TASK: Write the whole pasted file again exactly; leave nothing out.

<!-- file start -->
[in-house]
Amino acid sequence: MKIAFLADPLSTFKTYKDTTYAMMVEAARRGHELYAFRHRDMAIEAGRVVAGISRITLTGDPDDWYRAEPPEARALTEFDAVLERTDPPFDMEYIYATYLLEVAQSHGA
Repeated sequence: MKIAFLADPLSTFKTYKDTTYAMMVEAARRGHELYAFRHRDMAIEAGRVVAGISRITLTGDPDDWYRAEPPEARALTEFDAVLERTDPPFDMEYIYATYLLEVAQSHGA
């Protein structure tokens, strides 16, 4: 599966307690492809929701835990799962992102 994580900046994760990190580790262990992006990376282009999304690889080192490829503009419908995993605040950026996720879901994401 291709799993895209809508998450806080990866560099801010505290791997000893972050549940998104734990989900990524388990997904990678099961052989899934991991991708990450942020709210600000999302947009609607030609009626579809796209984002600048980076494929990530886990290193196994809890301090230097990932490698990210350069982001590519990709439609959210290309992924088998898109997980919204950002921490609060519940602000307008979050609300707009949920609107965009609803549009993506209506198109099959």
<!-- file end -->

[in-house]
Amino acid sequence: MKIAFLADPLSTFKTYKDTTYAMMVEAARRGHELYAFRHRDMAIEAGRVVAGISRITLTGDPDDWYRAEPPEARALTEFDAVLERTDPPFDMEYIYATYLLEVAQSHGA
Repeated sequence: MKIAFLADPLSTFKTYKDTTYAMMVEAARRGHELYAFRHRDMAIEAGRVVAGISRITLTGDPDDWYRAEPPEARALTEFDAVLERTDPPFDMEYIYATYLLEVAQSHGA
């Protein structure tokens, strides 16, 4: 599966307690492809929701835990799962992102 994580900046994760990190580790262990992006990376282009999304690889080192490829503009419908995993605040950026996720879901994401 291709799993895209809508998450806080990866560099801010505290791997000893972050549940998104734990989900990524388990997904990678099961052989899934991991991708990450942020709210600000999302947009609607030609009626579809796209984002600048980076494929990530886990290193196994809890301090230097990932490698990210350069982001590519990709439609959210290309992924088998898109997980919204950002921490609060519940602000307008979050609300707009949920609107965009609803549009993506209506198109099959």